Wait, the $1.99 purchase today for the iPhone app will require a separate $1.99 iPad app purchase?

I see a disturbing trend here...thought the apps were to be interchangeable.

Sounds like if you want an app to run full screen without being pixelated, you need to buy the duplicate iPad version.

Right?

Sorta.

A single app (that you've already bought, which has been updated) can install and run on both iPhone and iPad, but Apple's only allowed iPad-only apps at launch (allowing universal ones later); not universal ones..

EDIT: turns out some devs managed to get universal apps on to the store. Hmm.
 

Becordial

macrumors 6502
Mar 8, 2009
422
0
The problem still is whether it's really useful for much at all.

That's where the price comes in.

I asked it around 6 questions and got 1 meaningful answer, beautifully formatted.

And that's precisely the issue with it. They're drawing on primary data in many cases, and just appear to be packaging it around a set of templates determined by them to be relevant.

The way me and my colleagues use data is just much more dynamic and involves looking a the dataset from all angles. I'm just not sure that their system accomodates anything like that.

And that, therein, lies the problem. Who is it really meant for? Data experts or regular punters? Its got the feel and reliability which sits no higher than an consumer product and yet the average 'man on the street' couldn't care less about any of the questions and issues that Wolfram Alpha are trying to cover. OK, so data experts then? Again, not really, because to be quite frank it just can't be trusted to be a) comprehensive; and b) up-to-date. It also doesn't build a strong enough link to the primary data source if you need to more about methodology etc.

So there it is. Wolfram Alpha we like what you're trying but is it not enough of anything for some and too much for others.
 

BuddyTronic

macrumors 68000
Jul 11, 2008
1,731
1,295
what about the 30% cut apple got from 49.99 price...??? is Wolfram just going to take the hit or what is going to happen?

Good point - I am also interested to know how software "refunds" can work through the appstore payment scheme - I'm sure they have some policies on doing that - but I wonder if there is extra "paperwork" on the back end accounting.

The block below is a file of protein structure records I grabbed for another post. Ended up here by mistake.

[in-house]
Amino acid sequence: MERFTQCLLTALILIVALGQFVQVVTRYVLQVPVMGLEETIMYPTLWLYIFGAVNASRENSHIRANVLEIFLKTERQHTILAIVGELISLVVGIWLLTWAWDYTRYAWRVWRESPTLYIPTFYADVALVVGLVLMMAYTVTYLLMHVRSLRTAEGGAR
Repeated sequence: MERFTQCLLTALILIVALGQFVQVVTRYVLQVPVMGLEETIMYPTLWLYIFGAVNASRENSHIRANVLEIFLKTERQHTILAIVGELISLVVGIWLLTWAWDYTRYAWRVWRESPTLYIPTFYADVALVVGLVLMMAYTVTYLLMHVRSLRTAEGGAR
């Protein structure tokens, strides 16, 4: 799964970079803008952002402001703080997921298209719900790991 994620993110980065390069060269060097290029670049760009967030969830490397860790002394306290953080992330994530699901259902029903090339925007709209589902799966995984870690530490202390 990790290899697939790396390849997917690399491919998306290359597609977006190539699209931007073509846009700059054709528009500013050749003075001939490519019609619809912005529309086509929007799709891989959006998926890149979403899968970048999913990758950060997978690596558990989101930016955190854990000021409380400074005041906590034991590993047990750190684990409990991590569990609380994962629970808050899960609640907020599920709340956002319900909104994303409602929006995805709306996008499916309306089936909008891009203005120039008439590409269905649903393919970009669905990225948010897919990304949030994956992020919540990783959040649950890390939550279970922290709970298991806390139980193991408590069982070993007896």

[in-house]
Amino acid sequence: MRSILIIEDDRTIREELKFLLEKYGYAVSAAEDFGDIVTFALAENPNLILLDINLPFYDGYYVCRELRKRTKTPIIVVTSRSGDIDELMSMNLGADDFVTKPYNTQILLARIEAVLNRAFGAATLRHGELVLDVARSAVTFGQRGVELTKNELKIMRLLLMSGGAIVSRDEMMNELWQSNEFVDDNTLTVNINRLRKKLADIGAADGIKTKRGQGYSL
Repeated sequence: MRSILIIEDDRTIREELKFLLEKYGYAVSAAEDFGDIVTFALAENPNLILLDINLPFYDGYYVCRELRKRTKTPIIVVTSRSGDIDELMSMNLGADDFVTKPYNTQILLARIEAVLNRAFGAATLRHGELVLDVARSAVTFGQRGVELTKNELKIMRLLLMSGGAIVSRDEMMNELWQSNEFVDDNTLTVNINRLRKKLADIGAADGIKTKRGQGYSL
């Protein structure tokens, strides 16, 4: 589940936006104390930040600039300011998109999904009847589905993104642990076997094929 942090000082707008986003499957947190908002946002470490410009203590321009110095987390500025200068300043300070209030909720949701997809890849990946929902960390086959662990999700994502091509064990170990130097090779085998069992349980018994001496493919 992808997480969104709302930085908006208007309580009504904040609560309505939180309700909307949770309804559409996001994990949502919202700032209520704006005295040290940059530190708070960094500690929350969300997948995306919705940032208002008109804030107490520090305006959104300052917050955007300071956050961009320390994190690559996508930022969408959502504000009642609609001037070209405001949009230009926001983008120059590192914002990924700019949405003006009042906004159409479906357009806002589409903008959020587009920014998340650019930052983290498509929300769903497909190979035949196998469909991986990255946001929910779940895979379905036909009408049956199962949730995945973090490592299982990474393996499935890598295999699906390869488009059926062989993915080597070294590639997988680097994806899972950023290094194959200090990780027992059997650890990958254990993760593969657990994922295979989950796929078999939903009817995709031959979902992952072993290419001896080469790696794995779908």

strike1555

macrumors 6502
Jun 29, 2009
326
0
The problem still is whether it's really useful for much at all.

That's where the price comes in.

I asked it around 6 questions and got 1 meaningful answer, beautifully formatted.

And that's precisely the issue with it. They're drawing on primary data in many cases, and just appear to be packaging it around a set of templates determined by them to be relevant.

The way me and my colleagues use data is just much more dynamic and involves looking a the dataset from all angles. I'm just not sure that their system accomodates anything like that.

And that, therein, lies the problem. Who is it really meant for? Data experts or regular punters? Its got the feel and reliability which sits no higher than an consumer product and yet the average 'man on the street' couldn't care less about any of the questions and issues that Wolfram Alpha are trying to cover. OK, so data experts then? Again, not really, because to be quite frank it just can't be trusted to be a) comprehensive; and b) up-to-date. It also doesn't build a strong enough link to the primary data source if you need to more about methodology etc.

So there it is. Wolfram Alpha we like what you're trying but is it not enough of anything for some and too much for others.

Clearly, you are clueless as to what the app is used for.
 

gotzero

macrumors 68040
Jan 6, 2007
3,225
2
Mid-Atlantic, US
I was one of the people that happily bought it at $50, and would do it again in a heartbeat. Even though it is available as a website, it is an amazingly powerful app, and sometimes, it is more about rewarding fantastic innovation than surface-level cost or perceived value.

If Wolfram is paying me back Apple's cut out of their pocket, which means I actually cost them money, I hope they make an option to withhold that amount or donate it back.

Wolfram is almost laughably powerful, and it would be worth just about any price of entry to me. There is a learning curve. You have to learn how to search on it, and what does not work, but it is more than worth the time.